REVIEW: The Bandit (2016) – ManlyMovie

REVIEW: The Bandit (2016)


I have about a dozen movies backlogged to review on this site.  Most of them are terrible and while they meet the niche, the willpower doesn’t meet them.  A friend though did give me a copy of this, a long special aired by CMT earlier in the year that he recorded.  The Bandit is an in-depth documentation and celebration of Smokey and the Bandit.  It’s much easier to write a review of that, so that’s what I’m going to do.  I’m not sure why they made this show or how it came about, but if you liked the movie, Jackie Gleason, Jerry Reed, Pontiac Trans Ams, Hal Needham or the dying craft of stunt work, you should find this show and watch it.

It’s like the antithesis of this near-insulting shit we see released on home media today, disguised as ‘supplements’.  The Bandit is a lovingly crafted 80 minute barn-burner that charts the movie’s inception, production and legacy along with the actors and players involved.  It starts out with Hal Needham’s story as a stuntman and his wild idea to shoot a chase movie, even though every studio turns him down.  He finally finds success when his friend Burt Reynold’s agrees to appear in the movie, upping the value of the project.  Even though Needham has never directed before, the film was a go.

The documentary is wise, in that it follows the movie’s outrageous premise and comedy, with well edited comedy and behind the scenes one-liners.  Needham admits that he was practically trolling and trying his luck with the whole project, indicating that he wanted to keep ahead of the limits of the script with speed, speed and more speed.  “There was no script”, says Jackie Gleason (stock footage from a different interview) who revealed that entire parts of the movie where made up ad-hoc at the side of the road, with all of his dialogue improvised a la R. Lee Ermey in Full Metal Jacket.  We even learn that Gleason and Reynolds were to share more scenes together (they only filmed one scene in a diner), but Gleason was so thunderously hilarious, that Reynolds insist that that be the only work they did together, with jealously being at the core of his demands.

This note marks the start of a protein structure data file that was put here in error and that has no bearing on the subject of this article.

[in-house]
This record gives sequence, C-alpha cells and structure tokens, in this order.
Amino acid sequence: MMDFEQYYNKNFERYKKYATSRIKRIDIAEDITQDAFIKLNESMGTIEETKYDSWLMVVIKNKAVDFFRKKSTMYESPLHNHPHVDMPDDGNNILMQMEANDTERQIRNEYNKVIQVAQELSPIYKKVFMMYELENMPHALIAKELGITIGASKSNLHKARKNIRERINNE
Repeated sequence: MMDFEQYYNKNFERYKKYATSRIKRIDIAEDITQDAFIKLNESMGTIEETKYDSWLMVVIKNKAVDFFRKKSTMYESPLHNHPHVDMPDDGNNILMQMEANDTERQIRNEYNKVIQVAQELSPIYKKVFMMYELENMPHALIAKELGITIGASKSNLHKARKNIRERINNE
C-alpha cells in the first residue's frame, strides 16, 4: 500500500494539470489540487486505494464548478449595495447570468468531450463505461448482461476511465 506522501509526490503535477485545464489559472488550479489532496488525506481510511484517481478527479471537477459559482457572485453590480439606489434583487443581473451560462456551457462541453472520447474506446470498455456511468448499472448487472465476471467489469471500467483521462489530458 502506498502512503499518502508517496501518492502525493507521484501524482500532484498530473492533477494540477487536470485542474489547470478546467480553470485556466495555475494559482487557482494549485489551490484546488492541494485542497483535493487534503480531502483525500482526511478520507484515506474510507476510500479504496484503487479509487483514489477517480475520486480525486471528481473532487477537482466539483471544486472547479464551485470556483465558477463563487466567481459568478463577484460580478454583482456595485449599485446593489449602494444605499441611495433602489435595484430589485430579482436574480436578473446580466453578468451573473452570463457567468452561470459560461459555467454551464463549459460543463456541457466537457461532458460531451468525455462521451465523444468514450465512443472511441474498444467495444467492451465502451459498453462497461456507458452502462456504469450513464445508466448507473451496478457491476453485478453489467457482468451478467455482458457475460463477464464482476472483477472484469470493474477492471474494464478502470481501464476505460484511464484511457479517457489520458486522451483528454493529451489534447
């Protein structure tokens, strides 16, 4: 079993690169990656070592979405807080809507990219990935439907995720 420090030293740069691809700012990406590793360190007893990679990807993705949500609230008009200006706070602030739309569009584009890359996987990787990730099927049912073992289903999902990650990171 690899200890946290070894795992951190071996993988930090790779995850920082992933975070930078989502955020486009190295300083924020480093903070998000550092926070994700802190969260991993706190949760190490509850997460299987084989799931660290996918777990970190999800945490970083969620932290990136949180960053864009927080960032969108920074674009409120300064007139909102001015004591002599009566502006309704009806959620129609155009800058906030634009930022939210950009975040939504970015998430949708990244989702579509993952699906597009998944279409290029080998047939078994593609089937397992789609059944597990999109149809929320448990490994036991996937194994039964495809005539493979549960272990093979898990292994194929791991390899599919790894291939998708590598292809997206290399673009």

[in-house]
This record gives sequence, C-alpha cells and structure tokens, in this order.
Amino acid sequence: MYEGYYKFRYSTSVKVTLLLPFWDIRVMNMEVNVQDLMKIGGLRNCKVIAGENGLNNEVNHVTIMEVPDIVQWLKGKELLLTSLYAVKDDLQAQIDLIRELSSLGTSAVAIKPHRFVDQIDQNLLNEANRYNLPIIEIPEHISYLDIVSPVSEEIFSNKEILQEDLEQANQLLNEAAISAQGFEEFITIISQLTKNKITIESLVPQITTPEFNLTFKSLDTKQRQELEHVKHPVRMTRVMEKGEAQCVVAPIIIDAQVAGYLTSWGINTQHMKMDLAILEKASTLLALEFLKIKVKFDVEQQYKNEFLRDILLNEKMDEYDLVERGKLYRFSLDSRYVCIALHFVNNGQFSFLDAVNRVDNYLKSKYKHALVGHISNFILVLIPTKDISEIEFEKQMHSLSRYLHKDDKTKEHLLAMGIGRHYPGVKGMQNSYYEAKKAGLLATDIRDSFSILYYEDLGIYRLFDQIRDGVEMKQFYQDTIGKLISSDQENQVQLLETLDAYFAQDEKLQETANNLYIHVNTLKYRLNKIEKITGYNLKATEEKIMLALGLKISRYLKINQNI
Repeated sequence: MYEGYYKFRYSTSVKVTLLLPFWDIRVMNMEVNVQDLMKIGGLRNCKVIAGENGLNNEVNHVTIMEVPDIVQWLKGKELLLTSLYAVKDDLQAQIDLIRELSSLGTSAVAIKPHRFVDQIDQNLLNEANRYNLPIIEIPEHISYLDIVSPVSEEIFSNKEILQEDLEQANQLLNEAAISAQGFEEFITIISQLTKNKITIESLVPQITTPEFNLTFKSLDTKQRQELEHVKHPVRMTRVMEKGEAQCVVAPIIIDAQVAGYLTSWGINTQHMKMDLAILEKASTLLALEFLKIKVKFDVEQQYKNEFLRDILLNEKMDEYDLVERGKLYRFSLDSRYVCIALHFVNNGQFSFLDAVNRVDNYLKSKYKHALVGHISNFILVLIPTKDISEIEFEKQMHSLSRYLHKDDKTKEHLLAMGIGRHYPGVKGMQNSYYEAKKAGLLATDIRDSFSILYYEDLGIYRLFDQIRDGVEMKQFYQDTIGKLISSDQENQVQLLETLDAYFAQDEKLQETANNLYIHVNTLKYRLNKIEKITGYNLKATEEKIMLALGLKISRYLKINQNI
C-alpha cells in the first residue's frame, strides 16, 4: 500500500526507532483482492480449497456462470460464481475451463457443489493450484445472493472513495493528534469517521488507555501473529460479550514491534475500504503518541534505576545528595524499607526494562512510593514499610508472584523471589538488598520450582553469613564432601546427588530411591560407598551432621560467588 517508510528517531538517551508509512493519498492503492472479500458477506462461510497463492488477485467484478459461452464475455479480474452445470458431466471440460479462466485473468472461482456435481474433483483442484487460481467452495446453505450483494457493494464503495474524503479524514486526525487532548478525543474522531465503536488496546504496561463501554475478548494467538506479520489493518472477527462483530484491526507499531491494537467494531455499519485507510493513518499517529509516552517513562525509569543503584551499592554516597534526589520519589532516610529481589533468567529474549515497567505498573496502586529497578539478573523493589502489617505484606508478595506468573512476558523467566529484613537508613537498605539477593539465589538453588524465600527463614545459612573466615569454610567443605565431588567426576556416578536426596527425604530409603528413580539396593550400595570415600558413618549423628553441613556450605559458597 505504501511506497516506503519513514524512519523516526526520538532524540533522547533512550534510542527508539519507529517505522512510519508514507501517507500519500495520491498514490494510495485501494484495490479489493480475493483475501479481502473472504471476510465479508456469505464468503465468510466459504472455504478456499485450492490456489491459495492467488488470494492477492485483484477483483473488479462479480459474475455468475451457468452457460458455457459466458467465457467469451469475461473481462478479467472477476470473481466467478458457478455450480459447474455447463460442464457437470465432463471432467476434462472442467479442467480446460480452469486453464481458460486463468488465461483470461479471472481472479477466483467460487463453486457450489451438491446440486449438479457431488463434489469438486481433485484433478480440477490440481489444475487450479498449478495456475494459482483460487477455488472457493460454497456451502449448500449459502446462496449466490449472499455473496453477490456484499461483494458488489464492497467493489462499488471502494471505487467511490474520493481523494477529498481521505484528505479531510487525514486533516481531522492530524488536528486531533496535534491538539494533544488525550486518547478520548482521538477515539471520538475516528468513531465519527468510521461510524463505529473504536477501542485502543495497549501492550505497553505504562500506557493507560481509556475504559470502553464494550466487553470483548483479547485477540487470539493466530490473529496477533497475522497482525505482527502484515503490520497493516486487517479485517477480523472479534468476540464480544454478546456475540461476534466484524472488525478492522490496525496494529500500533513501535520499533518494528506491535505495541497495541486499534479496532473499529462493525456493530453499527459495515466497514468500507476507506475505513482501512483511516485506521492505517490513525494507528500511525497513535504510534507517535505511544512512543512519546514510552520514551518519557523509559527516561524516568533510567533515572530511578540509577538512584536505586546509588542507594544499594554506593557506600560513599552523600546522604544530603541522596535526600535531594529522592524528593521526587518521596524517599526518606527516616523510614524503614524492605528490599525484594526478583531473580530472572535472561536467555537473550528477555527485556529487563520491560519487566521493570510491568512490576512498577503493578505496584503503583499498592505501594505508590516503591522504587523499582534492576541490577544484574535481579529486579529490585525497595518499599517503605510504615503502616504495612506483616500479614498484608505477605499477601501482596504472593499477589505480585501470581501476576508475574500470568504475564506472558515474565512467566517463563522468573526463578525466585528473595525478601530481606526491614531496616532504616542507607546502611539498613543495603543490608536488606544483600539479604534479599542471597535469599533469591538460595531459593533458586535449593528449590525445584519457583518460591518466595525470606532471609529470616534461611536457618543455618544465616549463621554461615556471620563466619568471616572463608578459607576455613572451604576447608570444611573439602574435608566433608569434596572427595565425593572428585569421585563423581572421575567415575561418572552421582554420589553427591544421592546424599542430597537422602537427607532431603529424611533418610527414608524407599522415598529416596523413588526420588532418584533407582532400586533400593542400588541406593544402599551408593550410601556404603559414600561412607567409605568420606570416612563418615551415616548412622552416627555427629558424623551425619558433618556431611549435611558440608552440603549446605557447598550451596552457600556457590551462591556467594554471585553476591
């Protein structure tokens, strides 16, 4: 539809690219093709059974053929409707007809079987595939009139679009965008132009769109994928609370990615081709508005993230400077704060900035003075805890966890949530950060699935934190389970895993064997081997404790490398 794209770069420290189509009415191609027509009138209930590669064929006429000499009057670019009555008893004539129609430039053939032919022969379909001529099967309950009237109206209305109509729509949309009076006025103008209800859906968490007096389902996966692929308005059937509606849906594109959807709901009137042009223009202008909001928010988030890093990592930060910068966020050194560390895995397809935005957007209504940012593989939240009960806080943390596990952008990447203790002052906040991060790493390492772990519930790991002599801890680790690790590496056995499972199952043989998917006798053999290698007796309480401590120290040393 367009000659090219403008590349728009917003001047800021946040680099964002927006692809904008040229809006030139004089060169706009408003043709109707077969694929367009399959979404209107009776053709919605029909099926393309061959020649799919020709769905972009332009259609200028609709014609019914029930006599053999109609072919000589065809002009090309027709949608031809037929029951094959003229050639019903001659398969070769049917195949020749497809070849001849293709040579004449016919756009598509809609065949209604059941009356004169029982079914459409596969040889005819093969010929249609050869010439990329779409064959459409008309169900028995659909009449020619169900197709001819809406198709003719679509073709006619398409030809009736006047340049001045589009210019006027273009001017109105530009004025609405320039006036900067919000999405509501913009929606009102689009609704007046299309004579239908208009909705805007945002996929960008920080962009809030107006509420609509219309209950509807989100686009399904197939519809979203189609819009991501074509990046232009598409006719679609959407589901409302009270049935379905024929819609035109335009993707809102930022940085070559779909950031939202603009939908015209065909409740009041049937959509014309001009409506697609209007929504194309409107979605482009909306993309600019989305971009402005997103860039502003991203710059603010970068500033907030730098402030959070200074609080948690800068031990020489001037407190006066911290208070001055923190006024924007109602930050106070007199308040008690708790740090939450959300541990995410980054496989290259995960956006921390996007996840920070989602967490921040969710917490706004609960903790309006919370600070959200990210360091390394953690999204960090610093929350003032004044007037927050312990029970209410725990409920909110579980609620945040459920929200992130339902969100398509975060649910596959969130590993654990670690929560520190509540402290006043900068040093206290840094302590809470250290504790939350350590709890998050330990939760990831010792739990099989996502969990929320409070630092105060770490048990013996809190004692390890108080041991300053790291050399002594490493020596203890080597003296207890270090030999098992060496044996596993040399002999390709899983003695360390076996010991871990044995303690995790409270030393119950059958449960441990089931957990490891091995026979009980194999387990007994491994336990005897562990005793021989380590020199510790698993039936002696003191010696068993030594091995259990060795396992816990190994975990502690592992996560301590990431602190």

There is some off topic stuff I feel, I mean there’s a lot of non ‘Bandit’ stuff in there, such as Burt Reynold’s prior career and other bullshit about naked photo shoots.  However even stuff like this proves to be, actually, hilarious.  For instance, Reynolds’ anecdote about feeling an overwhelming urge to murder Marlon Brando when they first met.  Reynolds tells a good story, everyone involved here does.  Good to see how the Bassett Hound was cast and good to hear about East Bound and Down being played for the first time.  It also gives huge credit to the lost art of stunt work as I mentioned above.

The best thing about this show however is how Needham and Co. reminisce about how the entire thing was a bunch of red necks trying to shoot a movie without even knowing half of the terms professionals use, just going for broke, for the hell of it, and actually coming out the other side with a classic.  Some had contempt for him, this know-nothing, coarse ‘Good ol’ Boy’ with no pedigree, but by the end all had to respect his skills.

This kind of does for Smokey and the Bandit, belatedly, what Inferno did for The Expendables.  Watch it, it’s a riot.